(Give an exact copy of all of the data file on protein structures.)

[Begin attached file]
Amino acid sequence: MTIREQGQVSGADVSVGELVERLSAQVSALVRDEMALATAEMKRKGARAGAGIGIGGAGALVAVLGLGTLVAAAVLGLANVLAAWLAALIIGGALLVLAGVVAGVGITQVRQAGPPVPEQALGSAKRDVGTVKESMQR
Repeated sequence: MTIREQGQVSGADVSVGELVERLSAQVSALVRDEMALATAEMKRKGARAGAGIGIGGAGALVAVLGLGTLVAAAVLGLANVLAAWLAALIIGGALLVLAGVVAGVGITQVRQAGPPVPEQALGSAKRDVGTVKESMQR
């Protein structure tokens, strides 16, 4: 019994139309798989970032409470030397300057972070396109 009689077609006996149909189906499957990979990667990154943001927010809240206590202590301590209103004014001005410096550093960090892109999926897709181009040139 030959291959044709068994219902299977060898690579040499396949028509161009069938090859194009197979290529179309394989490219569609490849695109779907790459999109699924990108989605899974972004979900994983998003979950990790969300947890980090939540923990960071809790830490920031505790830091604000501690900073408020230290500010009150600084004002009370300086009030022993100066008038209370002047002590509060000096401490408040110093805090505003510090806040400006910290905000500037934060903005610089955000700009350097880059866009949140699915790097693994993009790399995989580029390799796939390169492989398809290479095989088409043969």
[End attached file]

Amino acid sequence: MTIREQGQVSGADVSVGELVERLSAQVSALVRDEMALATAEMKRKGARAGAGIGIGGAGALVAVLGLGTLVAAAVLGLANVLAAWLAALIIGGALLVLAGVVAGVGITQVRQAGPPVPEQALGSAKRDVGTVKESMQR
Repeated sequence: MTIREQGQVSGADVSVGELVERLSAQVSALVRDEMALATAEMKRKGARAGAGIGIGGAGALVAVLGLGTLVAAAVLGLANVLAAWLAALIIGGALLVLAGVVAGVGITQVRQAGPPVPEQALGSAKRDVGTVKESMQR
């Protein structure tokens, strides 16, 4: 019994139309798989970032409470030397300057972070396109 009689077609006996149909189906499957990979990667990154943001927010809240206590202590301590209103004014001005410096550093960090892109999926897709181009040139 030959291959044709068994219902299977060898690579040499396949028509161009069938090859194009197979290529179309394989490219569609490849695109779907790459999109699924990108989605899974972004979900994983998003979950990790969300947890980090939540923990960071809790830490920031505790830091604000501690900073408020230290500010009150600084004002009370300086009030022993100066008038209370002047002590509060000096401490408040110093805090505003510090806040400006910290905000500037934060903005610089955000700009350097880059866009949140699915790097693994993009790399995989580029390799796939390169492989398809290479095989088409043969």